Pandemic Response as Border Politics

31 Pages Posted: 9 Sep 2020

See all articles by Michael Kenwick

Michael Kenwick

Rutgers University - New Brunswick

Beth A. Simmons

University of Pennsylvania

Date Written: July 16, 2020


Pandemics are imbued with the politics of bordering. For centuries, border closures and restrictions on foreign travelers have been the most persistent and pervasive means by which states have responded to global health crises. The ubiquity of these policies is not driven by any clear scientific consensus about their utility in the face of myriad pandemic threats. Instead, we show they are influenced by public opinion and preexisting commitments to invest in the symbols and structures of state efforts to control their borders, a concept we call border orientation. Prior to the COVID-19 pandemic, border orientation was already generally on the rise world-wide. This trend has made it convenient for governments to “contain” the virus by externalizing it, rather than taking costly but ultimately more effective domestic mitigation measures. We argue that the pervasive use of external border controls in the face of the coronavirus reflects growing anxieties about border control and border security in the modern international system. To a great extent, fears relating to border security have become a resource in domestic politics – a finding that does not bode well for designing and implementing effective public health policy.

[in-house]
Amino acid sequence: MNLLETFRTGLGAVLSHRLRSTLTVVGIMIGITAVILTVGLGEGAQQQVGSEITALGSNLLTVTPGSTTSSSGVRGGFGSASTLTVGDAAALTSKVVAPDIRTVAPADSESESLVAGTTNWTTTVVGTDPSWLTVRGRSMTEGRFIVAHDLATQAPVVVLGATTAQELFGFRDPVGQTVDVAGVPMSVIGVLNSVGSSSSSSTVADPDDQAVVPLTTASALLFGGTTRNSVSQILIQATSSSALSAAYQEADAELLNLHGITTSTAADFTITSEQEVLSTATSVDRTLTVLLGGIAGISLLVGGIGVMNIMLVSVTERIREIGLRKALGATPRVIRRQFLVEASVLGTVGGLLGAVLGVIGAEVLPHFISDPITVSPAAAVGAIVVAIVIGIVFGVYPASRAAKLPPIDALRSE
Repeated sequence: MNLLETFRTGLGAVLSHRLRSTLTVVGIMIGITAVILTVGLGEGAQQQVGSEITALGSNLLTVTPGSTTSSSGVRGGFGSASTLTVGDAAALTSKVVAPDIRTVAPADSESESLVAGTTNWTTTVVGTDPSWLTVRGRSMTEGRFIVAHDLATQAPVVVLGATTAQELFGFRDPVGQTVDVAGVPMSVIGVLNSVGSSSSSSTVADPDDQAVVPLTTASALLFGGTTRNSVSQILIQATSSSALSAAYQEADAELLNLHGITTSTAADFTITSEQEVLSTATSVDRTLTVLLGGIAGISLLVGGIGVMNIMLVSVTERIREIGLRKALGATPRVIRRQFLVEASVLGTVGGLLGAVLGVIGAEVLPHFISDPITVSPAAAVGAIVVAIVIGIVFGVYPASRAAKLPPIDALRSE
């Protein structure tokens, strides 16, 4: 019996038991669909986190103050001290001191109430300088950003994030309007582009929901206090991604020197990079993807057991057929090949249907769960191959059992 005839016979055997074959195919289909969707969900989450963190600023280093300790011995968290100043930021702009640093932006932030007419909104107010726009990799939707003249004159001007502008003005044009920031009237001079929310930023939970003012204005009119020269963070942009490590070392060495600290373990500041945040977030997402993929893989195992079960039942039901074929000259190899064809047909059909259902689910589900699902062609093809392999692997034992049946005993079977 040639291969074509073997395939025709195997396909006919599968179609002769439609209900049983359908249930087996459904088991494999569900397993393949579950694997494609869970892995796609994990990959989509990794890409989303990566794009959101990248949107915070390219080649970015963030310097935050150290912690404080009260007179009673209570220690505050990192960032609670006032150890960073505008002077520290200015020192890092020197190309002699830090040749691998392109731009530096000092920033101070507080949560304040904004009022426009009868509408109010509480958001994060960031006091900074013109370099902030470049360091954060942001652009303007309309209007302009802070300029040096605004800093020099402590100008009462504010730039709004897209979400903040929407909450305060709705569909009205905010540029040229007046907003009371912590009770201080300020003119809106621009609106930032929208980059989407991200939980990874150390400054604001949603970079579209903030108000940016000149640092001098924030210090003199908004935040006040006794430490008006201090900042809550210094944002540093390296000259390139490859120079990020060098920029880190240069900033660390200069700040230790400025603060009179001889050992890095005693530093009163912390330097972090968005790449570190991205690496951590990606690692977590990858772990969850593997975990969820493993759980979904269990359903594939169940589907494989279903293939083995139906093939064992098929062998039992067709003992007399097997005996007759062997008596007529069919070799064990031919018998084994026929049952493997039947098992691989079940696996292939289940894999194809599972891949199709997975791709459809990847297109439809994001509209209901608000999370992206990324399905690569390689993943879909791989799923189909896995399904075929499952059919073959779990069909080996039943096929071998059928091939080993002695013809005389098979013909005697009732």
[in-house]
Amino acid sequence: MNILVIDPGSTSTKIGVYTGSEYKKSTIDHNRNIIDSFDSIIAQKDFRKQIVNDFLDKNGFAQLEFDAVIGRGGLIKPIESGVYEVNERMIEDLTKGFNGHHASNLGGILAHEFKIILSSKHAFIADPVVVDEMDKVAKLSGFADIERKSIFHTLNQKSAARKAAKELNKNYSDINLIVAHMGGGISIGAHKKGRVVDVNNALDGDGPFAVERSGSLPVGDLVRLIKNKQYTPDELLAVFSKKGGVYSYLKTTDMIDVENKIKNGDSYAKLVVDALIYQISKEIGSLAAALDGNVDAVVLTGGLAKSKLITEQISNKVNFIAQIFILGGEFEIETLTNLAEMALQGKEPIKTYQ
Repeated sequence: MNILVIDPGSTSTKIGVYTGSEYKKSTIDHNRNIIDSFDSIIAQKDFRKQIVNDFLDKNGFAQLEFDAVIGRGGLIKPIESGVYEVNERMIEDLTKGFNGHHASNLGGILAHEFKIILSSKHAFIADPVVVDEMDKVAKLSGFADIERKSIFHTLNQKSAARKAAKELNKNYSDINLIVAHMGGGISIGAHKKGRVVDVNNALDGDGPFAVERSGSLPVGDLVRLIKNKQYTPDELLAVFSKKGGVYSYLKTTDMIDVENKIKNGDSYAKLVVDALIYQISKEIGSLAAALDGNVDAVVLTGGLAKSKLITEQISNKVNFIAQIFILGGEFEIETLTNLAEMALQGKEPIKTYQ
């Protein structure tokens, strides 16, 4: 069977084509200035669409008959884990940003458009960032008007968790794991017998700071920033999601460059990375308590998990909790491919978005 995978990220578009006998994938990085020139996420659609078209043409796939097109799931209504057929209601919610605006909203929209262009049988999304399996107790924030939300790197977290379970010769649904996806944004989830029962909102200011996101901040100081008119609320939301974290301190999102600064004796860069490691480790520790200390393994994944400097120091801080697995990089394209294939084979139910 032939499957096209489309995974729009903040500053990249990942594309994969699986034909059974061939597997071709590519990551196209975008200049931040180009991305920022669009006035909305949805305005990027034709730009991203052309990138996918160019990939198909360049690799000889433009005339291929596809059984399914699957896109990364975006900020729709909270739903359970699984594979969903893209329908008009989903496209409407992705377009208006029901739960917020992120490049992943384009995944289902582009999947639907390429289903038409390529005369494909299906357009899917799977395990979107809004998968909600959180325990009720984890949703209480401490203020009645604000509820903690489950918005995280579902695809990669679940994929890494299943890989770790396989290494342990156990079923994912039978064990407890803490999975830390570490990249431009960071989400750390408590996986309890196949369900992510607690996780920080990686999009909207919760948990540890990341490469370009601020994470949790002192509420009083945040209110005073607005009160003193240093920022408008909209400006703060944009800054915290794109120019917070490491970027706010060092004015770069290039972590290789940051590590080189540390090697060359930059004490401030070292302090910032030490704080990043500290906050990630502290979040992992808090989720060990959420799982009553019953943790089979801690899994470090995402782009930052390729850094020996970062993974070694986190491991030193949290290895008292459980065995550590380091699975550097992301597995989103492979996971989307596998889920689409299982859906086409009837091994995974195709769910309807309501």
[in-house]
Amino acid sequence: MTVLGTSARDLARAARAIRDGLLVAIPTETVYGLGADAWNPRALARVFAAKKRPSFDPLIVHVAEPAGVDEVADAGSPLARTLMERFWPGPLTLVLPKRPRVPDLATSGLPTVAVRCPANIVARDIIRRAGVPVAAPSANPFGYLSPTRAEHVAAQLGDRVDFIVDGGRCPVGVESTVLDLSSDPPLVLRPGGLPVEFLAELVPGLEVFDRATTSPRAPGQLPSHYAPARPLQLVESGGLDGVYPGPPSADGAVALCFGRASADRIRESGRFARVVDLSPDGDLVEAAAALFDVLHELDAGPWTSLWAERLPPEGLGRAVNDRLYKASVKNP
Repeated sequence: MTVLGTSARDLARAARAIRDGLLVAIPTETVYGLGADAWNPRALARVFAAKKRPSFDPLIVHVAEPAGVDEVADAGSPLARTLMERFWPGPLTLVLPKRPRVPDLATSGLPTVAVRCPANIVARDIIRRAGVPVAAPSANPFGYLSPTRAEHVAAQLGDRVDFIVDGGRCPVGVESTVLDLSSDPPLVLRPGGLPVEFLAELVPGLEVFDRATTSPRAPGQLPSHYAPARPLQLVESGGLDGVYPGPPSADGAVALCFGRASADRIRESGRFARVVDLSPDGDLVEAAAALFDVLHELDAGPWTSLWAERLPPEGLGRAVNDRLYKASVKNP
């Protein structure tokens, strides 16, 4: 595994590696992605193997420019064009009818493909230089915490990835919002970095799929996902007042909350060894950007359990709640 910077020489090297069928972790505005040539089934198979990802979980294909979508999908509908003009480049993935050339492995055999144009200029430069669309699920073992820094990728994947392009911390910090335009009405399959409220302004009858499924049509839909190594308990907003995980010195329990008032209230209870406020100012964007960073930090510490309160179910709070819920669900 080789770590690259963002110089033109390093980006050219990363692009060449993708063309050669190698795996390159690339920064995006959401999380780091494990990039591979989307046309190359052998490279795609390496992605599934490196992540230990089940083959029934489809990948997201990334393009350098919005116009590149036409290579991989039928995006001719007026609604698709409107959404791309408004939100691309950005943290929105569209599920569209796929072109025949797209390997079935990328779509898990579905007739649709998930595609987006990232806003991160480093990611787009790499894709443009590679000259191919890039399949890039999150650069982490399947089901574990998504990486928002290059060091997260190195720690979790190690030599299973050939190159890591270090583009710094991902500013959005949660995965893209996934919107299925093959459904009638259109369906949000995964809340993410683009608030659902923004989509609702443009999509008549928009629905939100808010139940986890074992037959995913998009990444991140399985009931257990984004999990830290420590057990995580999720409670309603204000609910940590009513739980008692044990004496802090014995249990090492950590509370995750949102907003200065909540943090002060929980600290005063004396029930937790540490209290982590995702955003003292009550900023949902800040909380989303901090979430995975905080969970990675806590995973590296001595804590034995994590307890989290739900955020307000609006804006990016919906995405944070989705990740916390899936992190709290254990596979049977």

Keywords: COVID-19 pandemic, global health crisis, politics, external border restrictions, historical quarantines, travel bans, border orientation, WHO, uncertainty, anxiety, filtering infrastructure, empirical investigation of control measures, border control

Suggested Citation

Kenwick, Michael and Simmons, Beth A., Pandemic Response as Border Politics (July 16, 2020). International Organization, Vol. 74, No. Supplemental Issue E.1, 2020, U of Penn Law School, Public Law Research Paper No. 20-31, Available at SSRN:

Michael Kenwick

Rutgers University - New Brunswick ( email )

New Brunswick, NJ
United States

Beth A. Simmons (Contact Author)

University of Pennsylvania ( email )

Philadelphia, PA 19104
United States
7817990076 (Phone)

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